Coming back to the point, at first the British perceived the congregation as a compulsive headache to be managed. This was owing to not only the large size of the gathering, but also the great excitement of bathing in the Holy Ganges with which the people were charged up. After the Treaty of Allahabad was signed between the Mughal Emperor Shah Alam – II (he fought against the British along with Suja-ud-Daulah, the Nawab of Awadh in the battle of Buxar) and Robert Clive, the Commander-in-Chief of the British East India Company in the year 1765, Allahabad, in a way, came under the British governance. The situation was thus as the power to collect taxes as an imperial tax collector vested in the Company. Then, the Company upon realising the strategic position of Allahabad and that the place can serve well as a gateway for further expansion, officially took over it in the year 1801.
After the British took over Allahabad Fort, life-threatening cholera struck the British troops in the fort. The fort is located near the site of this annual fair which happens on the banks of the river Ganges, near the confluence of the three rivers, Ganges, Yamuna and the mythical Saraswati (known as ‘Sangam’). At first the British were not sure if they can manage this large congregation at this annual fair. However, son they realised a huge economic opportunity here. They began taxing the pilgrims and charged a sum of rupee one as tax to bathe in the holy water during this fair. Rupee one was then considered quite an amount at that time and was enough to survive for a month. Hence, this move triggered resentment among the locals and the pilgrims alike. Nevertheless, instead of witnessing any improvement, the state of affairs worsened with the introduction of more rules to effectively manage the economic affairs during the tenure of the mela. As a matter of fact, almost every religious event has a commercial aspect attached to it and so this mela was no different. Thus we can safely say that the organised system of holding large religious fairs such as this one in Allahabad, was introduced by the British in the beginning of 19th century.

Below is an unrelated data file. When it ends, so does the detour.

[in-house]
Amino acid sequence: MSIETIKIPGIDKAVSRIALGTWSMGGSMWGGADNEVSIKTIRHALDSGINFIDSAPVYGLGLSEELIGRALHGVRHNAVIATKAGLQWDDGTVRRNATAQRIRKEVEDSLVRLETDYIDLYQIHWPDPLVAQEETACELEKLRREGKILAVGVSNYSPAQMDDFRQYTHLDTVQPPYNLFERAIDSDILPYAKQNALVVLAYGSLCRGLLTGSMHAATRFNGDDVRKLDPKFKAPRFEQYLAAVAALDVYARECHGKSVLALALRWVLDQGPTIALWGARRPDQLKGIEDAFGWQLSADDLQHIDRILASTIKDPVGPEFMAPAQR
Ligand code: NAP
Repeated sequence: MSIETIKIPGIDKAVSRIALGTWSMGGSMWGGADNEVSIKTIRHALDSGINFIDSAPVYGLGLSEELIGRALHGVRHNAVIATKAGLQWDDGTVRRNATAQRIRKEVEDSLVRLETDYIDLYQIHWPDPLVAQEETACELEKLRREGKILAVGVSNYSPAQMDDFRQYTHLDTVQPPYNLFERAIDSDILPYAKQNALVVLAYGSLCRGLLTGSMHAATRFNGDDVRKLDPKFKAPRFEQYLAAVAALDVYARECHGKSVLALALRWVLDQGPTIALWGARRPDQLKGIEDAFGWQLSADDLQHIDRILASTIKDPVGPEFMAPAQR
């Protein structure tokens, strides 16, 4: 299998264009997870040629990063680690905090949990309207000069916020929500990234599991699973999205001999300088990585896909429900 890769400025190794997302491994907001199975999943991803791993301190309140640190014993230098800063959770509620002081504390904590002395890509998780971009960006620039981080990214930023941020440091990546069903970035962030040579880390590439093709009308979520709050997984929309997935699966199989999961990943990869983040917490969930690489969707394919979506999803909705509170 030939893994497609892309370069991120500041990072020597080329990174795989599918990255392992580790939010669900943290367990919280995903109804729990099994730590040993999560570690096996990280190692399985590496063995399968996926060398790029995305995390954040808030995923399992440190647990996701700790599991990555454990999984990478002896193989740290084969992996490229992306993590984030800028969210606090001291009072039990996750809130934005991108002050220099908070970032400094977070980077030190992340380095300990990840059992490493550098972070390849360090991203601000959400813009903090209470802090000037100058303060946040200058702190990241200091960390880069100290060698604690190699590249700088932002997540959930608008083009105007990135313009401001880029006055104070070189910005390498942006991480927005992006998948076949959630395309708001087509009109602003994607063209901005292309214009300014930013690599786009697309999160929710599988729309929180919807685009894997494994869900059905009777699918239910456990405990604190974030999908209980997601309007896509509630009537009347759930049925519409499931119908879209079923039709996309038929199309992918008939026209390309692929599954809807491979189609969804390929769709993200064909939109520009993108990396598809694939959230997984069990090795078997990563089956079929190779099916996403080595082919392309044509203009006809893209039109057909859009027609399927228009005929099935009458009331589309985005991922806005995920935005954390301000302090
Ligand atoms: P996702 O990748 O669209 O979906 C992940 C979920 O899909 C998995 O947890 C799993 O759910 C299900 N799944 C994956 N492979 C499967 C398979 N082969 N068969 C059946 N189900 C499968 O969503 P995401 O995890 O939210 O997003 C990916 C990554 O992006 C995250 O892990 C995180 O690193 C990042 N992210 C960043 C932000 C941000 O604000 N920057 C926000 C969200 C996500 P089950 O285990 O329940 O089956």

With the intervention of British in the religious fairs, Christians too started camping here for various reasons. Some came as visitors to closely view Hinduism in action, some came to do business and yet some came as missionaries to spread Christianity. The intervention by the British was perceived, often, as interference in religious affairs by the visiting Hindu priests and pilgrims. Naga Sadhus have been considered as the principal part of this congregation and they specifically took offence to this interference. It is said that once a Christian missionary threw a stone at one such Sadhu only to prove that Nagas are normal human beings and thus, feel the same human pain and agony.
Year 1857 was the year of unrest in North India. It was the year of the uprising against the British, and Allahabad as a consequence, was not left untouched either. In fact, the mela then served as an instrument to strongly communicate a message. Using this instrument, more than 1400 people revolted against the British in this region. They took control of the bridge on the Ganges which connected trans and sis Ganges. Next, they also attacked the churches in Allahabad to vent their anger on. The prevalent out of control unrest was also instigated by the priests at the annual fair then. The situation became so hopeless that the British Collector of the city of Allahabad described it as “British power is to close this year”. It was only after the intervention of Col James Neill that the situation was finally brought under control. He set out for Allahabad from Benares (now Varanasi) on 9th June, 1857 and ordered the British troops to hang anyone whom they suspected as a rebellion. This move deterred the rebels and cleared the city of them. Then, to showcase their retaliation, the British also confiscated a massive land in Allahabad around the river bank. In fact today, this piece of land constitutes the vast mela grounds of Allahabad. The mela was, following the crush of the uprising by the British, not organized out of fear in January/February of 1858.